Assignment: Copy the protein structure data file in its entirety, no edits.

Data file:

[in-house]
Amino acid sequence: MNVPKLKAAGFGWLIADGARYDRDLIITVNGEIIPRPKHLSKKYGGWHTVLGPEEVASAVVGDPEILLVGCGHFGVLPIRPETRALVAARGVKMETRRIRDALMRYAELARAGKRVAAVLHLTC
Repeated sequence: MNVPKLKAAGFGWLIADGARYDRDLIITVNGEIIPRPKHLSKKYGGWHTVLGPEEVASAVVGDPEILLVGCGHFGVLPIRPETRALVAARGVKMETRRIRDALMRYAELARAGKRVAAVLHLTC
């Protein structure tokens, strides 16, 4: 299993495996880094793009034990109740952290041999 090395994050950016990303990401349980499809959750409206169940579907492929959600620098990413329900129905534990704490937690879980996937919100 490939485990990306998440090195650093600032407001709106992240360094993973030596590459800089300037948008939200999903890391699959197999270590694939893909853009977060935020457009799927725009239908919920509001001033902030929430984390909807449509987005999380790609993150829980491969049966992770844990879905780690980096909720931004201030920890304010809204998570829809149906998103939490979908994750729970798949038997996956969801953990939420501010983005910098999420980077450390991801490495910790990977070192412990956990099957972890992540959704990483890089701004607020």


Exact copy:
[in-house]
Amino acid sequence: MNVPKLKAAGFGWLIADGARYDRDLIITVNGEIIPRPKHLSKKYGGWHTVLGPEEVASAVVGDPEILLVGCGHFGVLPIRPETRALVAARGVKMETRRIRDALMRYAELARAGKRVAAVLHLTC
Repeated sequence: MNVPKLKAAGFGWLIADGARYDRDLIITVNGEIIPRPKHLSKKYGGWHTVLGPEEVASAVVGDPEILLVGCGHFGVLPIRPETRALVAARGVKMETRRIRDALMRYAELARAGKRVAAVLHLTC
């Protein structure tokens, strides 16, 4: 299993495996880094793009034990109740952290041999 090395994050950016990303990401349980499809959750409206169940579907492929959600620098990413329900129905534990704490937690879980996937919100 490939485990990306998440090195650093600032407001709106992240360094993973030596590459800089300037948008939200999903890391699959197999270590694939893909853009977060935020457009799927725009239908919920509001001033902030929430984390909807449509987005999380790609993150829980491969049966992770844990879905780690980096909720931004201030920890304010809204998570829809149906998103939490979908994750729970798949038997996956969801953990939420501010983005910098999420980077450390991801490495910790990977070192412990956990099957972890992540959704990483890089701004607020």